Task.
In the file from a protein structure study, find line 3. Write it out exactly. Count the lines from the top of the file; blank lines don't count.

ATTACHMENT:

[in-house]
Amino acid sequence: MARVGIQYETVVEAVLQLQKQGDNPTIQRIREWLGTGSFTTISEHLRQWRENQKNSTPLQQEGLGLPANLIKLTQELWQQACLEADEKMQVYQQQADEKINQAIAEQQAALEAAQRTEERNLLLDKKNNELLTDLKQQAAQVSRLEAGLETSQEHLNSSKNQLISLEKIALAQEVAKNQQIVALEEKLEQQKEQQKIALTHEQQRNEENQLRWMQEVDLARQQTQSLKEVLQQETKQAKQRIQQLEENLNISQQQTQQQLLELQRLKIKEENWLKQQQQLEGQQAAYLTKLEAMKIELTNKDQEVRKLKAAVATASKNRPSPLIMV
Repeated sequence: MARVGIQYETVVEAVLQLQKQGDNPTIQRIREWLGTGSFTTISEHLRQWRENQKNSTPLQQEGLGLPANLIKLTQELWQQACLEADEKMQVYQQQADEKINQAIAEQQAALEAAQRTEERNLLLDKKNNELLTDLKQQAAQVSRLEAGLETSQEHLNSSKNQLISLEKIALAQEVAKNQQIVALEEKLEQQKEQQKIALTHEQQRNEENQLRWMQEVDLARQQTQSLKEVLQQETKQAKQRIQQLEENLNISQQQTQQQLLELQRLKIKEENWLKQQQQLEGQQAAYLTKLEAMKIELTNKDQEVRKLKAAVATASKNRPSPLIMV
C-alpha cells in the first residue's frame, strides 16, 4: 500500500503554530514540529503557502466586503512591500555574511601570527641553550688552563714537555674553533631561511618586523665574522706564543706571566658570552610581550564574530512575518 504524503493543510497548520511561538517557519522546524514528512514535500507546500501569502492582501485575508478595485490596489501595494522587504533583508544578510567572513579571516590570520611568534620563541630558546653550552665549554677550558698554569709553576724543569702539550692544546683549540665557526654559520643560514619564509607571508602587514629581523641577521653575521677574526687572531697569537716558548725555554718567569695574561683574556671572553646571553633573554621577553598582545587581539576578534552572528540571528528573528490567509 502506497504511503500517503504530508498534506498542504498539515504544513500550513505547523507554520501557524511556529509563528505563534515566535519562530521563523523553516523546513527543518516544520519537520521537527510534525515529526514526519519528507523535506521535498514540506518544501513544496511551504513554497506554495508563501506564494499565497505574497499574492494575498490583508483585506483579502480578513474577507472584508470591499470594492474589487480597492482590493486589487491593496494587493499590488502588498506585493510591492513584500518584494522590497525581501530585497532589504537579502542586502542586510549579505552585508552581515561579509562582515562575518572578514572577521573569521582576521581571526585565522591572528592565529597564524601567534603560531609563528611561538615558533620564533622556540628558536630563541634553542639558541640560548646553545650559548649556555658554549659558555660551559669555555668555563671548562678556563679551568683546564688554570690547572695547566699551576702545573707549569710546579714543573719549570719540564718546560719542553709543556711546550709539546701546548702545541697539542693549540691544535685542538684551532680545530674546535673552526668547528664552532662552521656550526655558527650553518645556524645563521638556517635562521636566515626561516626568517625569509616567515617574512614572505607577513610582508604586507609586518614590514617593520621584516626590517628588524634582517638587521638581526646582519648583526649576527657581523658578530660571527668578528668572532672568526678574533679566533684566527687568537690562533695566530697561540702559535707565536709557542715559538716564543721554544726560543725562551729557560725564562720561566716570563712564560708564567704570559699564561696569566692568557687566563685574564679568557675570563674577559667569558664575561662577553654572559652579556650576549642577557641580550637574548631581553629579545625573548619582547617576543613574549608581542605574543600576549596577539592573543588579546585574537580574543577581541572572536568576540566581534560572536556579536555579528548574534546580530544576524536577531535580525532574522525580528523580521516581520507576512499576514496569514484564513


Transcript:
Repeated sequence: MARVGIQYETVVEAVLQLQKQGDNPTIQRIREWLGTGSFTTISEHLRQWRENQKNSTPLQQEGLGLPANLIKLTQELWQQACLEADEKMQVYQQQADEKINQAIAEQQAALEAAQRTEERNLLLDKKNNELLTDLKQQAAQVSRLEAGLETSQEHLNSSKNQLISLEKIALAQEVAKNQQIVALEEKLEQQKEQQKIALTHEQQRNEENQLRWMQEVDLARQQTQSLKEVLQQETKQAKQRIQQLEENLNISQQQTQQQLLELQRLKIKEENWLKQQQQLEGQQAAYLTKLEAMKIELTNKDQEVRKLKAAVATASKNRPSPLIMV